Wednesday, December 30, 2009

The New Lost Generation?

I've noted before articles that I've seen that seem to predict an impending leadership takeover by Millennials. They are, as these articles say, more numerous, more entrepreneurial, and (evidently), just plain better than us crusty old Xers.

Imagine my surprise when someone called my attention to the cover story in a recent issue of Business Week, where they're beginning to worry that this economic downturn and the joblessness crisis that has accompanied it is turning those heir apparents into apparently nots.

For people just starting their careers, the damage may be deep and long-lasting, potentially creating a kind of "lost generation." Studies suggest that an extended period of youthful joblessness can significantly depress lifetime income as people get stuck in jobs that are beneath their capabilities, or come to be seen by employers as damaged goods.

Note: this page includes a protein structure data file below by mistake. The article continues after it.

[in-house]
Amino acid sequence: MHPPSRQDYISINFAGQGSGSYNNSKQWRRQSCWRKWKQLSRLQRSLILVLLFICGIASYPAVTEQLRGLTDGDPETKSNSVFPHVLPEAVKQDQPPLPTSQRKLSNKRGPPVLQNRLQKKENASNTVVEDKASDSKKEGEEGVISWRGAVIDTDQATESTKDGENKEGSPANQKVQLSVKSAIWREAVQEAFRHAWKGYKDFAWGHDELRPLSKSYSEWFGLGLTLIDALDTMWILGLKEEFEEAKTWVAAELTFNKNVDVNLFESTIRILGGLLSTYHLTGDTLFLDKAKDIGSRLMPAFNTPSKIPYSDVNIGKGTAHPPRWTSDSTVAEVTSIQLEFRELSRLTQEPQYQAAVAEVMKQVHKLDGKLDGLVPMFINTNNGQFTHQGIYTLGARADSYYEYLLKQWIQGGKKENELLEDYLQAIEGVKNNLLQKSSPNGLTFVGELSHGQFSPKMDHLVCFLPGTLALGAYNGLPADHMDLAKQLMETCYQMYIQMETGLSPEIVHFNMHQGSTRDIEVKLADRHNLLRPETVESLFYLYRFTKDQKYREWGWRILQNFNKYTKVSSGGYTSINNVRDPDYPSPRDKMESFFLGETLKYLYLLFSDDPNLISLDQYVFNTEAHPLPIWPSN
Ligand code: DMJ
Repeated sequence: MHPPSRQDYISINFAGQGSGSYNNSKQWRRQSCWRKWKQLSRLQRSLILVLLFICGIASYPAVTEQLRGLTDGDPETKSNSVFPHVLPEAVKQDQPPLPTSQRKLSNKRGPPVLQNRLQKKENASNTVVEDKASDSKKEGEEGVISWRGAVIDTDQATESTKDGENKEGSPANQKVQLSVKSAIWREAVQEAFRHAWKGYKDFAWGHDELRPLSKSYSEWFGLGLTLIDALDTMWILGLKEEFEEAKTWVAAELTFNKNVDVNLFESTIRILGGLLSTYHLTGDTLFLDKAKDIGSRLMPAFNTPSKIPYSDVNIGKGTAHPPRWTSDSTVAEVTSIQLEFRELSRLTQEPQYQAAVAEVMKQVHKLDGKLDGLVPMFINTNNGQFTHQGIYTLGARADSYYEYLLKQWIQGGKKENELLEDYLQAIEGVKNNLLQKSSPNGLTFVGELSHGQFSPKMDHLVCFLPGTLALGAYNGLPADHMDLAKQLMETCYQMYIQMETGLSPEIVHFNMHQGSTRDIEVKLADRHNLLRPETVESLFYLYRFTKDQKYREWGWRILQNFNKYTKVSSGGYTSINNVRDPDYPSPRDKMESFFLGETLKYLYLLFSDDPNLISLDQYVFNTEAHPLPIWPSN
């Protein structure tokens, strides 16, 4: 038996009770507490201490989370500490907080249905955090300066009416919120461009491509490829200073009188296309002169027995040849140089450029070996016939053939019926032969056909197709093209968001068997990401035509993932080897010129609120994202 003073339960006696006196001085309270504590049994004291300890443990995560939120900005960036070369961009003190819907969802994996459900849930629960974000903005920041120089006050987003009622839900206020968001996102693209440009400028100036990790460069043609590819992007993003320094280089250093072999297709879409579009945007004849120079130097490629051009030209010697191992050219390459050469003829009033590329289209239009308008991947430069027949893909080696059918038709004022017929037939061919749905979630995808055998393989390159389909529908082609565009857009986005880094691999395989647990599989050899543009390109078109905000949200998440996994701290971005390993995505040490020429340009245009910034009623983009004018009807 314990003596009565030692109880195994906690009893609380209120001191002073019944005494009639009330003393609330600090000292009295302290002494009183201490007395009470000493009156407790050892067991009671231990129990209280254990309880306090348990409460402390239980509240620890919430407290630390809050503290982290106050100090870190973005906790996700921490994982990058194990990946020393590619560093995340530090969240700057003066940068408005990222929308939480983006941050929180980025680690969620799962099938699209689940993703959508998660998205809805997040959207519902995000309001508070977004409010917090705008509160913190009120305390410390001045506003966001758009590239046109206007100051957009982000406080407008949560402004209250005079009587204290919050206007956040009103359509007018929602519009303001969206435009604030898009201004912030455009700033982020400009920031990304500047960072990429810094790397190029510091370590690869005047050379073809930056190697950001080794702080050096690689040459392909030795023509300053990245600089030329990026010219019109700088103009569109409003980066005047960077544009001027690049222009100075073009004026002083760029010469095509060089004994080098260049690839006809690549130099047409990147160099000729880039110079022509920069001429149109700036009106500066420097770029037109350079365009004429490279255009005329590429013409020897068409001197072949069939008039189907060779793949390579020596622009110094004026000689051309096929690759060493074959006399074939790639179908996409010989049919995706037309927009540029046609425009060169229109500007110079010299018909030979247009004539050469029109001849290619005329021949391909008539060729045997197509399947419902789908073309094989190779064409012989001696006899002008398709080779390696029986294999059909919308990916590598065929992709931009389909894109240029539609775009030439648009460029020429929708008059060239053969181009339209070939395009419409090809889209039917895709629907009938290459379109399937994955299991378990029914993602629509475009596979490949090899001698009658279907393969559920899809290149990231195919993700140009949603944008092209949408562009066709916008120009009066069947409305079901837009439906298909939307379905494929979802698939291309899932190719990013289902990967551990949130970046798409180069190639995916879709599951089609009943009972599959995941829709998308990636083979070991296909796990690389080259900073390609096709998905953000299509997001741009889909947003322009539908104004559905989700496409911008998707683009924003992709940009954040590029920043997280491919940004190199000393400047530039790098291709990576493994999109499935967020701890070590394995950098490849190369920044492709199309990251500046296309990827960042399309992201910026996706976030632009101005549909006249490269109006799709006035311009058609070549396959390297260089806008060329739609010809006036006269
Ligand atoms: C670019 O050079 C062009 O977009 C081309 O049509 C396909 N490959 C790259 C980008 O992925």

But it's not just bad for them. It's bad for us, too.

Equally important, employers are likely to suffer from the scarring of a generation. The freshness and vitality young people bring to the workplace is missing. Tomorrow's would-be star employees are on the sidelines, deprived of experience and losing motivation.

It's an interesting twist in the generational leadership narrative. Perhaps the Millennials are not so unstoppable after all. But then I have to remember, for every Millennial who is kept off the bottom rung of the ladder by the bad economy, there is likely a Boomer who is isn't leaving the top rung for the same reason. And the Xers? Stuck in the middle again.


Anonymous said...

Speaking as a Gen-Xer who graduated during the Bush 41 recession and held two minimum wage jobs to pay the bills before starting grad school (when I switched to one minimum wage job and student loans), they'll get over it - we did. And they'll either claw their way onto the ladder eventually or they'll build their own ladders, to extend the metaphor.

Eric Lanke said...

I tend to agree, Elizabeth. In case I wasn't clear in the post, I thought the Business Week article was a little alarmist. To extend your metaphor, I suspect the Millennials will do more ladder building than ladder climbing.

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